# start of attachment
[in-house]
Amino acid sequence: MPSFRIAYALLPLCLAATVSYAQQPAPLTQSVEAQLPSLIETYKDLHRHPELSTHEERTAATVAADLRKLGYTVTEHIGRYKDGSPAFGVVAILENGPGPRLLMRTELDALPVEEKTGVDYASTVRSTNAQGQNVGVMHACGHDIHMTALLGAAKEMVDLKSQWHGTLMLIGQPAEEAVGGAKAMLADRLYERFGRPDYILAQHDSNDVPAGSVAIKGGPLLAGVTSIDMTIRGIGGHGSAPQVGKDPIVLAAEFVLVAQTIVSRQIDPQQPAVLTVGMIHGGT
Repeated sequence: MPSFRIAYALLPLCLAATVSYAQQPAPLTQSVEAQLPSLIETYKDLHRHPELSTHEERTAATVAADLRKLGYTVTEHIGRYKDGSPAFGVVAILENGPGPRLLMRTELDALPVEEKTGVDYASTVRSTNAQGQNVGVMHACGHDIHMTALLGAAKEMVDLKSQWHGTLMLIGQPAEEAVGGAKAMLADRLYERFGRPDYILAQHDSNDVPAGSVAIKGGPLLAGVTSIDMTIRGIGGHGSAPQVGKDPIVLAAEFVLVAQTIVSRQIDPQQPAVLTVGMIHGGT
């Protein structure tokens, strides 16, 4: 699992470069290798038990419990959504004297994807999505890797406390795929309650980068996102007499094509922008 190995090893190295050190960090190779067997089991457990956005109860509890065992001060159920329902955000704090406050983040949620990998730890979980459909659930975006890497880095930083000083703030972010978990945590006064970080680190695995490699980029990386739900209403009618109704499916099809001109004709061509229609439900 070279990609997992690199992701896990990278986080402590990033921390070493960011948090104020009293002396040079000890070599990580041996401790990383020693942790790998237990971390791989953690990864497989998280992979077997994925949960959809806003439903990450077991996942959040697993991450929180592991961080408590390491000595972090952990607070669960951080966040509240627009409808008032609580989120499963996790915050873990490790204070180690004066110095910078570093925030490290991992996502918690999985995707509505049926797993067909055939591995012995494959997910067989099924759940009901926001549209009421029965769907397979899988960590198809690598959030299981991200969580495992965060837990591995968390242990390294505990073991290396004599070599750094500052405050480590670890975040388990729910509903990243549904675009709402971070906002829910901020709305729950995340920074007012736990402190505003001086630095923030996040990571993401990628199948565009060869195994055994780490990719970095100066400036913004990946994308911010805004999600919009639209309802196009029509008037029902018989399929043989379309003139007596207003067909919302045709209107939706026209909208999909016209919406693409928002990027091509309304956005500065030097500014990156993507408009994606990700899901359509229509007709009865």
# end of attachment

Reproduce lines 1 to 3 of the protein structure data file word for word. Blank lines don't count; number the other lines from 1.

[in-house]
Amino acid sequence: MPSFRIAYALLPLCLAATVSYAQQPAPLTQSVEAQLPSLIETYKDLHRHPELSTHEERTAATVAADLRKLGYTVTEHIGRYKDGSPAFGVVAILENGPGPRLLMRTELDALPVEEKTGVDYASTVRSTNAQGQNVGVMHACGHDIHMTALLGAAKEMVDLKSQWHGTLMLIGQPAEEAVGGAKAMLADRLYERFGRPDYILAQHDSNDVPAGSVAIKGGPLLAGVTSIDMTIRGIGGHGSAPQVGKDPIVLAAEFVLVAQTIVSRQIDPQQPAVLTVGMIHGGT
Repeated sequence: MPSFRIAYALLPLCLAATVSYAQQPAPLTQSVEAQLPSLIETYKDLHRHPELSTHEERTAATVAADLRKLGYTVTEHIGRYKDGSPAFGVVAILENGPGPRLLMRTELDALPVEEKTGVDYASTVRSTNAQGQNVGVMHACGHDIHMTALLGAAKEMVDLKSQWHGTLMLIGQPAEEAVGGAKAMLADRLYERFGRPDYILAQHDSNDVPAGSVAIKGGPLLAGVTSIDMTIRGIGGHGSAPQVGKDPIVLAAEFVLVAQTIVSRQIDPQQPAVLTVGMIHGGT